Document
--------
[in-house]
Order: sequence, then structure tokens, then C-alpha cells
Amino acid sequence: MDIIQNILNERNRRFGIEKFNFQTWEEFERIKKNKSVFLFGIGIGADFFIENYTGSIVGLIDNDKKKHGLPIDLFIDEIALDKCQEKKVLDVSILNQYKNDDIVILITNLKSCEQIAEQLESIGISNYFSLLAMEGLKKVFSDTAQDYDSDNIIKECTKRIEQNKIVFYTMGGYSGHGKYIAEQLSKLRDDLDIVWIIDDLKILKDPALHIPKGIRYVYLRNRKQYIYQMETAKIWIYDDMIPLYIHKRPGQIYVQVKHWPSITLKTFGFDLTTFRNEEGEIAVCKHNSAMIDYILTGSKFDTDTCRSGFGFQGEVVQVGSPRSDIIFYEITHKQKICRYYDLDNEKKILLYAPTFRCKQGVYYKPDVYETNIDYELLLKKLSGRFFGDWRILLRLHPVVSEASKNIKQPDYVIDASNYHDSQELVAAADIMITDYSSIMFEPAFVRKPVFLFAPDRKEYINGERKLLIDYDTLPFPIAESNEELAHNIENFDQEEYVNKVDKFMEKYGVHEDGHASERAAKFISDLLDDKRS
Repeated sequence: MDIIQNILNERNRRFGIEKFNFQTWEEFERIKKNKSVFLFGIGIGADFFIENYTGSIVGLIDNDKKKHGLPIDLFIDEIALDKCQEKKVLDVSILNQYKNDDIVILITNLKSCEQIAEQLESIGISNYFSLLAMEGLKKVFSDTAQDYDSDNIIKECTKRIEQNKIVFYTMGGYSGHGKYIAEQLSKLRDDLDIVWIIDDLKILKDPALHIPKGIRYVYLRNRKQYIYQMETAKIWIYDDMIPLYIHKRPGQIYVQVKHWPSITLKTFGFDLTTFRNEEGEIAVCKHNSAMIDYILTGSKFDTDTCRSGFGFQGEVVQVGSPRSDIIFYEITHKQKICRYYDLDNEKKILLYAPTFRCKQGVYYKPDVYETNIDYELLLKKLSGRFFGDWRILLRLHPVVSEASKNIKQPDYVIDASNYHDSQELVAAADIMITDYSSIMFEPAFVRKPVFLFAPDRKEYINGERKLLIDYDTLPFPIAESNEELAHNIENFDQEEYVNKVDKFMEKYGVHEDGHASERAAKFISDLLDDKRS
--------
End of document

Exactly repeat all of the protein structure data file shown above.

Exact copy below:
[in-house]
Order: sequence, then structure tokens, then C-alpha cells
Amino acid sequence: MDIIQNILNERNRRFGIEKFNFQTWEEFERIKKNKSVFLFGIGIGADFFIENYTGSIVGLIDNDKKKHGLPIDLFIDEIALDKCQEKKVLDVSILNQYKNDDIVILITNLKSCEQIAEQLESIGISNYFSLLAMEGLKKVFSDTAQDYDSDNIIKECTKRIEQNKIVFYTMGGYSGHGKYIAEQLSKLRDDLDIVWIIDDLKILKDPALHIPKGIRYVYLRNRKQYIYQMETAKIWIYDDMIPLYIHKRPGQIYVQVKHWPSITLKTFGFDLTTFRNEEGEIAVCKHNSAMIDYILTGSKFDTDTCRSGFGFQGEVVQVGSPRSDIIFYEITHKQKICRYYDLDNEKKILLYAPTFRCKQGVYYKPDVYETNIDYELLLKKLSGRFFGDWRILLRLHPVVSEASKNIKQPDYVIDASNYHDSQELVAAADIMITDYSSIMFEPAFVRKPVFLFAPDRKEYINGERKLLIDYDTLPFPIAESNEELAHNIENFDQEEYVNKVDKFMEKYGVHEDGHASERAAKFISDLLDDKRS
Repeated sequence: MDIIQNILNERNRRFGIEKFNFQTWEEFERIKKNKSVFLFGIGIGADFFIENYTGSIVGLIDNDKKKHGLPIDLFIDEIALDKCQEKKVLDVSILNQYKNDDIVILITNLKSCEQIAEQLESIGISNYFSLLAMEGLKKVFSDTAQDYDSDNIIKECTKRIEQNKIVFYTMGGYSGHGKYIAEQLSKLRDDLDIVWIIDDLKILKDPALHIPKGIRYVYLRNRKQYIYQMETAKIWIYDDMIPLYIHKRPGQIYVQVKHWPSITLKTFGFDLTTFRNEEGEIAVCKHNSAMIDYILTGSKFDTDTCRSGFGFQGEVVQVGSPRSDIIFYEITHKQKICRYYDLDNEKKILLYAPTFRCKQGVYYKPDVYETNIDYELLLKKLSGRFFGDWRILLRLHPVVSEASKNIKQPDYVIDASNYHDSQELVAAADIMITDYSSIMFEPAFVRKPVFLFAPDRKEYINGERKLLIDYDTLPFPIAESNEELAHNIENFDQEEYVNKVDKFMEKYGVHEDGHASERAAKFISDLLDDKRS